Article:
SpaceX-3 mission to return Dragon's share of Space Station science

June 5, 2011 – 08:44 am
SpaceX-3 mission to return Dragon's share of Space Station scienceAstronaut Rick Mastracchio works on the Antibiotic Effectiveness in Space-1 (AES-1) investigation during Expedition 38 aboard the International Space Station. Credit: NASA

April launches bring May research returns. While the splashdown of SpaceX's Dragon spacecraft on May 18 will conclude the company's third contracted resupply mission to the International Space Station, it also serves as a high point for the scientists who have investigations returning to Earth who are eager to complete their analyses.

When the Dragon spacecraft splashes down in the Pacific Ocean, it will carry with it more than 1, 600 pounds of scientific supplies. These supplies include samples from biology, biotechnology and physical science investigations, as well as human research.

SpaceX-3 mission to return Dragon's share of Space Station science"While some of this data can be obtained by on orbit analysis, many analysis techniques have not been miniaturized or modified to allow them to be performed on orbit, which means sample return is the only way to obtain this data, " said Marybeth Edeen, space station research integration office deputy manager at NASA's Johnson Space Center in Houston.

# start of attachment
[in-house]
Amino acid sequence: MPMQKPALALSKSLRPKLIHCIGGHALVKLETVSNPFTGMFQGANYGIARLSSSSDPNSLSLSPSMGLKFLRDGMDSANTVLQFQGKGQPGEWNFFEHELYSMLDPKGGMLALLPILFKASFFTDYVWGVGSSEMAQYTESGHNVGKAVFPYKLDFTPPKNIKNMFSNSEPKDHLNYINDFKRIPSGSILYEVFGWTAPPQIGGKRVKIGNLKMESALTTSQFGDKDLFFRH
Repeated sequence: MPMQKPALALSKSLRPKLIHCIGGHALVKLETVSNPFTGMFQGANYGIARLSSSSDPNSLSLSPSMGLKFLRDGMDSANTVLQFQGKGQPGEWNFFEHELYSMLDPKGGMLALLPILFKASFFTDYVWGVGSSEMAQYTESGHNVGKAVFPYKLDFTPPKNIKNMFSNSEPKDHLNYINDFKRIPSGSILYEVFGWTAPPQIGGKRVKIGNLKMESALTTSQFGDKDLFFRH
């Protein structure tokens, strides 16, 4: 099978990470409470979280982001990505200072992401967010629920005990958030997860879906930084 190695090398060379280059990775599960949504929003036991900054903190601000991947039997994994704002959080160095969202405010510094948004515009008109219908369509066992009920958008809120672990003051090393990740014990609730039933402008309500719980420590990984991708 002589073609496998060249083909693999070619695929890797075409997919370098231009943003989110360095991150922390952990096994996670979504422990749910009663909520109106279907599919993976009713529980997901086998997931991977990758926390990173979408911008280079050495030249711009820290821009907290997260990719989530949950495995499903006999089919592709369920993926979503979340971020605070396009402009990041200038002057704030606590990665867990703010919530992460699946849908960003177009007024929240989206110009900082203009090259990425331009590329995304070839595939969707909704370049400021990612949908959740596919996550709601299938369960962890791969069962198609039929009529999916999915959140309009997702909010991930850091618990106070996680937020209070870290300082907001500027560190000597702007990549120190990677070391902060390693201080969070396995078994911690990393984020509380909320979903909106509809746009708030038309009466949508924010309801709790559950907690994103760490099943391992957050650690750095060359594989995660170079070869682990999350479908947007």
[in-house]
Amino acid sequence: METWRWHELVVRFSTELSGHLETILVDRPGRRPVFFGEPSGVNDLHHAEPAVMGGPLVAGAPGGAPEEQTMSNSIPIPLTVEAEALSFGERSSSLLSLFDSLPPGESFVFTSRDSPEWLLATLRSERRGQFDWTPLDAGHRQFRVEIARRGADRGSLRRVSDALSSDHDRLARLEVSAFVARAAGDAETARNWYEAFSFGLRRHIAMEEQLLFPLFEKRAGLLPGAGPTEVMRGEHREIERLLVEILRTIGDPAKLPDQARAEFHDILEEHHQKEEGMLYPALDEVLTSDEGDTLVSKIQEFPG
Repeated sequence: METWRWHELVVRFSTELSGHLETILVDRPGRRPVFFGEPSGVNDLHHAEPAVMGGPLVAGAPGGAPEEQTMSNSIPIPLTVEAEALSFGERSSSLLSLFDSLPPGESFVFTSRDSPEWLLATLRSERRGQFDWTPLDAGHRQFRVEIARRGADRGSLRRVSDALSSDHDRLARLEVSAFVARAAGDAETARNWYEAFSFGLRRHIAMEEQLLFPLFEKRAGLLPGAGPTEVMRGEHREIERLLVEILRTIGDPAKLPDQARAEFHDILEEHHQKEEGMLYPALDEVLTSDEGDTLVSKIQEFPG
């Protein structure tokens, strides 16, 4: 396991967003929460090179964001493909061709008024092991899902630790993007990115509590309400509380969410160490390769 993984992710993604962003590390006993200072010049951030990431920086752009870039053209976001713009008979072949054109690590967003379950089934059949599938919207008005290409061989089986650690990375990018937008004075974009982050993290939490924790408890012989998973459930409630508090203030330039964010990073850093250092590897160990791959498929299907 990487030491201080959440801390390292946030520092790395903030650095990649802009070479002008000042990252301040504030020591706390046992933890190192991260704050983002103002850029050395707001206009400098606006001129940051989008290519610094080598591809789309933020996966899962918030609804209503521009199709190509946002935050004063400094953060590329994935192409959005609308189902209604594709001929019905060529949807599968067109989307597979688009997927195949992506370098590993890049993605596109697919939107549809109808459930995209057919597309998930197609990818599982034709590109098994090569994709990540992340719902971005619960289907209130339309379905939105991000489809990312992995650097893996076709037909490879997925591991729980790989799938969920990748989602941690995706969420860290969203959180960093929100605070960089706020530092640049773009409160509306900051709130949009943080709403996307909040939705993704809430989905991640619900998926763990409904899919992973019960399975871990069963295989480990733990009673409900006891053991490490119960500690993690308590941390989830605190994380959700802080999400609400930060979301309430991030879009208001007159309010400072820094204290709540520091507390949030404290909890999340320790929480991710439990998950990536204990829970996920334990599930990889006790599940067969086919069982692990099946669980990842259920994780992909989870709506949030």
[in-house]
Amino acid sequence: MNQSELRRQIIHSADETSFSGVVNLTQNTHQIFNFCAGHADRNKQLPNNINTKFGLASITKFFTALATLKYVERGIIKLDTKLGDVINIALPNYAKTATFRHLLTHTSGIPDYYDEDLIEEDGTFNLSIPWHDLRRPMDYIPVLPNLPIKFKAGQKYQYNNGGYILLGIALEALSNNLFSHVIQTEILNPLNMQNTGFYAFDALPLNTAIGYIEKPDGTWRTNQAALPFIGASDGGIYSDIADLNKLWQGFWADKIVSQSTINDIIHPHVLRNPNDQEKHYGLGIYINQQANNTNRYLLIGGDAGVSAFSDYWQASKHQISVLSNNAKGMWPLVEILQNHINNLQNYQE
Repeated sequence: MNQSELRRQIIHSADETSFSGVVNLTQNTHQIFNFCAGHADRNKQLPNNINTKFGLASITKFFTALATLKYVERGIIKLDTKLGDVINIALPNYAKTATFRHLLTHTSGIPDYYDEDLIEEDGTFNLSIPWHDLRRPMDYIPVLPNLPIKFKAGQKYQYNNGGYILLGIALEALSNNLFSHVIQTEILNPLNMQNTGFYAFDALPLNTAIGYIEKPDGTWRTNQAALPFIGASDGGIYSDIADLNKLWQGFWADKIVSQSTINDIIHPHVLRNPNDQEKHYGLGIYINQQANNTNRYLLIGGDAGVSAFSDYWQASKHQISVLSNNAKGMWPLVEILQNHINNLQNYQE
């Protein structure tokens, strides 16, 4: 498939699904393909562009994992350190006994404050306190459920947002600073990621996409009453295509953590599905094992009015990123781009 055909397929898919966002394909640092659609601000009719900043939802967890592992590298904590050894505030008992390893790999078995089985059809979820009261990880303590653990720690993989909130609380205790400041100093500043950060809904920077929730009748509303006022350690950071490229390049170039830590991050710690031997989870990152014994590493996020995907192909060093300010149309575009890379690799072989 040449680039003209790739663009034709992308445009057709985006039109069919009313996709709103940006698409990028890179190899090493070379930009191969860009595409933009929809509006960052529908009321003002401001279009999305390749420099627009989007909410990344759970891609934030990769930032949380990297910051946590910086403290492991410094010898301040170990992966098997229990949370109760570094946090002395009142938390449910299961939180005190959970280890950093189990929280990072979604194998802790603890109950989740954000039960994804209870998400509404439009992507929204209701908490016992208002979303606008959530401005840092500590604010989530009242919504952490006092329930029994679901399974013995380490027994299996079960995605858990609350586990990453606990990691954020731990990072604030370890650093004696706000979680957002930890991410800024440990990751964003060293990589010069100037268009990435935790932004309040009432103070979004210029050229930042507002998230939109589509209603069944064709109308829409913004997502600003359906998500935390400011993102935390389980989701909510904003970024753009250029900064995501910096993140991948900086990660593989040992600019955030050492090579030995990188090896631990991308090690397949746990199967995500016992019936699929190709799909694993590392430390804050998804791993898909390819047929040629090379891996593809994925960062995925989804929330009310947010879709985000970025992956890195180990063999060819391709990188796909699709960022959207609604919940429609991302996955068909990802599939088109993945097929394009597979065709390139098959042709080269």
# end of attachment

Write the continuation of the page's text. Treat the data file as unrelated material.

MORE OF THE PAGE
One of many studies returning examines drug-resistant bacteria to determine gene expression patterns and changes in microgravity. The Antibiotic Effectiveness in Space (AES-1) investigation uses E. coli to better understand the decreased effectiveness of antibiotics during spaceflight. The study is set on the premise derived from previous investigations that suggest bacteria are able to grow in space even in an antibiotic concentration that would normally deter growth.

"We intend to further corroborate these early findings and conduct more in depth genetic assays of the returned samples to get a better understanding of what might be responsible for this outcome, " said AES-1 principal investigator David Klaus, Ph.D., of BioServe Space Technologies at the University of Colorado in Boulder.

As bacteria grow more resistant to antibiotics, there are less effective pharmaceutical treatment options for people with bacterial infections. The findings from AES-1 may help improve antibiotic development on Earth. Advancing the efficacy of antibiotics and reducing their resistance to bacteria is a priority for health care professionals.

Japan Aerospace Exploration Agency astronaut Aki Hoshide conducts an oxygen uptake measurement for the ENERGY study during Expedition 33 aboard the International Space Station. Credit: NASA


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